Challenge of the Sphinx: An innovative course in latin prose composition

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Photo courtesy of Dr. Gellar-Goad

In a classroom where students battle away at mythological creatures and Latin grammar, Dr. Gellar-Goad has reinvigorated an out-dated course and brought new teaching methods with a twist of adventure.

In his first year as a Teacher-Scholar Postdoctoral Fellow in the Department of Classical Languages, Gellar-Goad has developed a unique and innovative method for teaching Latin Prose Composition, a class which is a major requirement for Latin majors. It is typically a course designed to be an intense review of Latin grammar and rigorous practice translating English sentences into Latin.

The original textbook used for the class contains material that is largely antiquated; the original publication of the book was in 1839. As Gellar-Goad pointed out, while not only is the subject matter very hard, the support in the text is not necessarily sufficient.

“This can lead to disengagement because the examples [in the textbook] don’t match the modern American experience of studying Latin,” said Gellar-Goad.

Last summer, he came upon a book called The Multiplayer Classroom: Designing Coursework as a Game by Lee Sheldon, which has inspired him to reimagine the way Latin Prose Composition is taught.

In the style of a classic tabletop roleplaying game (RPG), each student selects a character from Greek or Roman mythology at the beginning of the semester. Students then assume the roles of these player-characters and use them in class and for homework the rest of the year. The assignments include scribe spell-scrolls, side quests, dungeon maps, and more — all of which require the use of the appropriate Latin grammar.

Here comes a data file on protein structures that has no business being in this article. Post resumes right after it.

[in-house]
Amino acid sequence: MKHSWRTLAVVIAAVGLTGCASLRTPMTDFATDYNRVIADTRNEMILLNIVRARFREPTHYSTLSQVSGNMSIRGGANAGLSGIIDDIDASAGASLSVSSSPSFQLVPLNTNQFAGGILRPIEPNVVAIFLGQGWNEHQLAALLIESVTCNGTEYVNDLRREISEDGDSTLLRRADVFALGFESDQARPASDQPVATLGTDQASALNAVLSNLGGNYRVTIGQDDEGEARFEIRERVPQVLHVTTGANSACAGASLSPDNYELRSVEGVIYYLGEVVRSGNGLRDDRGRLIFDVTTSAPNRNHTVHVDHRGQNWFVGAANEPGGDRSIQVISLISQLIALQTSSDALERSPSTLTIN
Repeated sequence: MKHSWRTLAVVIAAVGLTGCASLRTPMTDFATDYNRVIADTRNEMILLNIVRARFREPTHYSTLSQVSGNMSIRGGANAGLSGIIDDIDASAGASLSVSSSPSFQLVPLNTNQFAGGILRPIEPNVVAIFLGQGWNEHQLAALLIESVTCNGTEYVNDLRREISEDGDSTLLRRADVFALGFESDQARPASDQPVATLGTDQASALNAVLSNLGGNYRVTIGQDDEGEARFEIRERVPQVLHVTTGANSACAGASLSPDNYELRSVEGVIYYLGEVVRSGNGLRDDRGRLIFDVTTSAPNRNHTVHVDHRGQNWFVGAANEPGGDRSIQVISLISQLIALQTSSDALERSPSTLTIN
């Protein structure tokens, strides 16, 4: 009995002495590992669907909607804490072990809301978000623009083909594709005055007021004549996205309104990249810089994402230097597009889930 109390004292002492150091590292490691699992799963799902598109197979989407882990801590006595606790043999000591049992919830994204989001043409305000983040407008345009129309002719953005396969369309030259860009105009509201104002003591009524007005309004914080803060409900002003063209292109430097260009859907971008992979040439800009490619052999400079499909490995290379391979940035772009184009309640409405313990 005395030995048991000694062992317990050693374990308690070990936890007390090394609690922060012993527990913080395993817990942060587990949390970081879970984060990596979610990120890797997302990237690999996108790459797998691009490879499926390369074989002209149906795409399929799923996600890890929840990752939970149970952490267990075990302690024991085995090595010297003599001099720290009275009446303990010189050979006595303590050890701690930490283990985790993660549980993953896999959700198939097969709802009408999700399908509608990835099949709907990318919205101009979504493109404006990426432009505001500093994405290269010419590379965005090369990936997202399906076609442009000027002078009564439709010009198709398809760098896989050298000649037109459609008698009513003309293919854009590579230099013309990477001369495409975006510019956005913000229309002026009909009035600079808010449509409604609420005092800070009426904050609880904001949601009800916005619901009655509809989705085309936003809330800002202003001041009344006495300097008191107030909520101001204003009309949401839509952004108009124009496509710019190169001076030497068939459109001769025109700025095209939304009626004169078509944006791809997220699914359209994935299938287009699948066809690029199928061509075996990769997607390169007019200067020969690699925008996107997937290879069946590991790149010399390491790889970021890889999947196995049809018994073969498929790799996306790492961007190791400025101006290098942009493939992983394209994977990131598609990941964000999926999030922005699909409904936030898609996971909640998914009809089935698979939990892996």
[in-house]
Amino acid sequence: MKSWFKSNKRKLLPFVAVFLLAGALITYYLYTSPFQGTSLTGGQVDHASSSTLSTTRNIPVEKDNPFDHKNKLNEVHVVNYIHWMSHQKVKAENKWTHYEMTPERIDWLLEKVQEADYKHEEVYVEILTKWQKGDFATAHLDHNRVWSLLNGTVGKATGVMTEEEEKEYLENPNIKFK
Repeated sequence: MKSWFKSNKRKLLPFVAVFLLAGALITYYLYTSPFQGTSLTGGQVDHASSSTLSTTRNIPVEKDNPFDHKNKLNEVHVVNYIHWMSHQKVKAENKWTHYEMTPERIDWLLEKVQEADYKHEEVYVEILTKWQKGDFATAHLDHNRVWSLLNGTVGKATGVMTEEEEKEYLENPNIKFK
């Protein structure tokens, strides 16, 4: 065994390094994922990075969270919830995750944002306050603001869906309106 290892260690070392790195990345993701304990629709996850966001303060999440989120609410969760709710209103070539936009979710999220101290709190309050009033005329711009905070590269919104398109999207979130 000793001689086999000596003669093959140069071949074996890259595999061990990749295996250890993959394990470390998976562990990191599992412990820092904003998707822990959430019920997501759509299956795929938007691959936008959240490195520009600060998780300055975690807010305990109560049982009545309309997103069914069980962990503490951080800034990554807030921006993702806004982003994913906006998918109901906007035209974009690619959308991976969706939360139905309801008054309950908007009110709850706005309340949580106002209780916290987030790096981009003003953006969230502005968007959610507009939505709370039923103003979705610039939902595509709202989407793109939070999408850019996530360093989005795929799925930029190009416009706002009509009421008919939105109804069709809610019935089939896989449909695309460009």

“A typical class will consist of about half the class going over nitty-gritty grammar details — more of a traditional class format. The second half will then be an exercise on that day’s lesson or review tied to some in-game element.”

Grading in the class is also non-traditional. Instead of beginning with an A and only having the opportunity to lower their grade, students improve their grade by gaining experience points through assignments, homework, and projects.

“There is the extrinsic value of getting to the next level — which is tied to their grade — and the intrinsic value of learning Latin,” said Gellar-Goad.

Though it is only his first semester teaching the course, so far Gellar-Goad has seen encouraging student response. He finds that given room for creativity, students are able to find things which make them happy within the class material, a feature some might say is unusual of the typical course.

“The students do work extremely hard, but I feel like they don’t see it as drudgery; the improvement I have seen is amazing,” he said.

“I think we were all a little shocked the first day when we told that our class would be modeled off of Word of Warcraft and that we would all have to choose characters to role-play for the rest of the semester,” sophomore Sarah Stewart said.

“Professor Geller-Goad’s class is an experiment in 21st century pedagogy; a synthesis between technology and ancient works that makes students capable of grasping the most poignant and powerful messages of what would be highly exclusive materials,” sophomore Lee Quinn, a classics major, said.

“He teaches the students to develop a personal connection to the information,” Quinn said.

Gellar-Goad also said he is fairly certain this is the first time the course has ever been taught this way.

“It’s teaching Latin Prose Composition as a semester long mythological adventure for fun and profit,” he said.

  • Sarah Yossarian

    This seems very cool! I’m in my second semester of Latin at Columbia University, working towards a Classics degree.

    I’ll be stealing this idea in about 6 years when I start to teach my own students!